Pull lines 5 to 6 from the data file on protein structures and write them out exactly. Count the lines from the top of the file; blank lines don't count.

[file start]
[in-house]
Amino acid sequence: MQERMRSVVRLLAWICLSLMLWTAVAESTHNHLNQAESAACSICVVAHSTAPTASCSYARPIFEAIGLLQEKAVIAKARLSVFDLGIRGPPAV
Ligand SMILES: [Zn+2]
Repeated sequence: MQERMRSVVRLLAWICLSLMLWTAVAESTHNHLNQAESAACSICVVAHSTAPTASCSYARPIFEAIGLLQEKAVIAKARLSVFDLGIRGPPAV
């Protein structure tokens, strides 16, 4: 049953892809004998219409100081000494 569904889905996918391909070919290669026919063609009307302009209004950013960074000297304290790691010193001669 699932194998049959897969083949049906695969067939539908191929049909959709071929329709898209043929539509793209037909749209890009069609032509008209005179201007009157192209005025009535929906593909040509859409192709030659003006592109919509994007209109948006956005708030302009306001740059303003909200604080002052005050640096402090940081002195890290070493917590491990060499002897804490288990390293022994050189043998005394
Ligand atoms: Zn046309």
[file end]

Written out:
């Protein structure tokens, strides 16, 4: 049953892809004998219409100081000494 569904889905996918391909070919290669026919063609009307302009209004950013960074000297304290790691010193001669 699932194998049959897969083949049906695969067939539908191929049909959709071929329709898209043929539509793209037909749209890009069609032509008209005179201007009157192209005025009535929906593909040509859409192709030659003006592109919509994007209109948006956005708030302009306001740059303003909200604080002052005050640096402090940081002195890290070493917590491990060499002897804490288990390293022994050189043998005394
Ligand atoms: Zn046309």